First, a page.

The Department urges the Court to overlook these facts and hold Crown responsible for the fees associated with an erroneous withholding assessment because 1) when Crown stopped filing its withholding tax returns in 2009, it failed to advise the Department that it had no employees or income; 2) Crown failed to inform the Department that as of 2013 Summit was no longer its attorney-in-fact; and 3) even though Crown had actual notice of the Withholding Notifications, it simply filed a “defective” Form BC-100 rather than paying the withholding tax or filing a protest. (See Resp'ts' Mem. at 10-11; see also Hr'g Tr. at 44 (arguing that because Crown knew Summit represented it in tax matters beyond the 2009 tax year, the power of attorney form restrictions did not matter).) The Department's claims are unpersuasive for several reasons.
First, the designated evidence indisputably shows that the power of attorney form contained Crown's correct mailing address and limited Summit's representation of Crown to the 2006 through 2009 tax years. (See Resp'ts' Mem., Ex. 2.) (See also Resp'ts' Mem., Ex. 1 at 14 (providing that Crown was located at the Suite 860 address from 2009 through December 2017).) Therefore, for purposes of the notice provisions under Indiana Code §§ 6-8.1-5-1(b) and 6-8.1-8-2(a)(1) and (c), Crown did not need to update its mailing address with the Department or advise the Department that it had no employees in 2009 or that Summit's tenure as its property manager concluded in 2013. Instead, the Department simply needed to review its own records. See, e.g., Reeder, 778 N.E.2d at 834-35 (providing that for purposes of providing adequate notice under the tax sale statutes, a “county auditor is deemed to be aware of the contents of the records maintained in its office” and thus should have been cognizant of the discrepancy in the mailing address it used).
Second, even if actual notice were required, which it is not, the designated evidence does not reasonably indicate that Crown received actual notice of the Demand Notice or the Tax Warrant. Specifically, when Crown's owner received the Proposed Assessment from Summit, he promptly filed the first BC-100 with the Department, which contained Crown's appropriate mailing address, in an attempt to halt the entire assessment process. (See Resp'ts' Mem., Ex. 1 at 30, Ex. 2 at 31 (providing that Crown's owner believed that his filing of the first Form BC-100 had resolved the matter).) Although the Department's Letter of Findings states that it returned the rejected Form BC-100 to Crown, the Department has not designated any evidence to support that statement or specified to what address the Form BC-100 was mailed. (See Jt. Stip. ¶ 20, Ex. K at 1.) Therefore, the only reasonable inference to be drawn from the facts is that Crown did not receive actual notice of the rejected Form BC-100, the Demand Notice, or the Tax Warrant because if it had, it would have attempted to follow-up with the Department in some manner, just as it did when it received the Proposed Assessment from Summit.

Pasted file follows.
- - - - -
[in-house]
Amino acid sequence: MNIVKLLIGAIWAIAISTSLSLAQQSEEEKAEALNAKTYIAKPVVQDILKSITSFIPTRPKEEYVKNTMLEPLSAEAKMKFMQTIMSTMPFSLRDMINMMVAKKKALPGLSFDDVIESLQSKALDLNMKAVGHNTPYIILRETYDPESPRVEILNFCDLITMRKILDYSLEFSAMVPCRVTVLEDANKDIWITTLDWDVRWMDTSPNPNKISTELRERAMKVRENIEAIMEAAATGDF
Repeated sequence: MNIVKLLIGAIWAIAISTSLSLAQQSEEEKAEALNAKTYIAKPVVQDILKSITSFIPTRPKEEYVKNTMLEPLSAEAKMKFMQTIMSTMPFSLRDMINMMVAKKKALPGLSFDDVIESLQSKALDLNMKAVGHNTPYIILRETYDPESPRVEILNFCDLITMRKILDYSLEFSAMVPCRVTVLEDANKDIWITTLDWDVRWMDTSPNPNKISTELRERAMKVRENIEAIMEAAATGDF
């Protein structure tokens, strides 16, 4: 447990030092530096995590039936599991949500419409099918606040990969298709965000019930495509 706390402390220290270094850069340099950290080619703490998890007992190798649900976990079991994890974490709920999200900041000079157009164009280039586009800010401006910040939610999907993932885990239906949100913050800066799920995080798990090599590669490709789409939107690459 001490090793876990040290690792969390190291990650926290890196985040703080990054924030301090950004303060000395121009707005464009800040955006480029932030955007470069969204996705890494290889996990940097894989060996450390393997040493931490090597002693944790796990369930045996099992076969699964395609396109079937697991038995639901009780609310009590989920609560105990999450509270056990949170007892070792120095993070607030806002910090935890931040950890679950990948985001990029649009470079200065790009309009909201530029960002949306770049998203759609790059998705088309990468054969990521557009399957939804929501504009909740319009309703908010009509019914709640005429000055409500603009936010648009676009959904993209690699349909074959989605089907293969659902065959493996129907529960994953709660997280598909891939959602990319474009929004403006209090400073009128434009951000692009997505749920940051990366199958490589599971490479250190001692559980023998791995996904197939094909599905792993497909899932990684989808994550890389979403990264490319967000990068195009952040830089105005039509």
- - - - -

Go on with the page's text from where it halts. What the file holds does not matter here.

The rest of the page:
Third, the designated evidence does not indicate exactly what prompted the Department to select one mailing address over another. For instance, while it is clear that Summit was not authorized to represent Crown for the 2014 tax year and the power of attorney form and Crown's first Form BC-100 contained its correct mailing address, the Department did not send any of the Withholding Notifications to the Suite 860 address. Instead, the Department used the Pennsylvania Street address, which was acquired from an unknown source in an unspecified manner and maintained in an unidentified location. Furthermore, although the Department explained that taxpayers could update their contact information by telephone, (see Hr'g Tr. at 50), it could not explain why Crown's first Form BC-100 could not have served that very purpose given that neither method of communication would be notarized. This is especially troublesome because the designated evidence shows that after the Department received Crown's refund claim listing the Suite 760 address, the Department updated its records and sent all of its future correspondences to Crown at that address.
Finally, the Department has not designated any evidence or provided persuasive argument to explain why it was overly burdensome to send the Withholding Notifications to Crown's address on the power of attorney form, a form that the Department both maintains in its records and requires taxpayers to file before disclosing their confidential tax information to other entities. Consequently, the undisputed facts in this case do not establish that the Department comported with basic principles of fairness and justice by providing notice that was reasonably calculated to apprise Crown of the Withholding Notifications or that it provided Crown with an opportunity to present its objections to the Department at a meaningful time. Therefore, the Withholding Notifications are void because they did not meet the requirements of Indiana Code §§ 6-8.1-5-1(b) and 6-8.1-8-2(a)(1) and (c).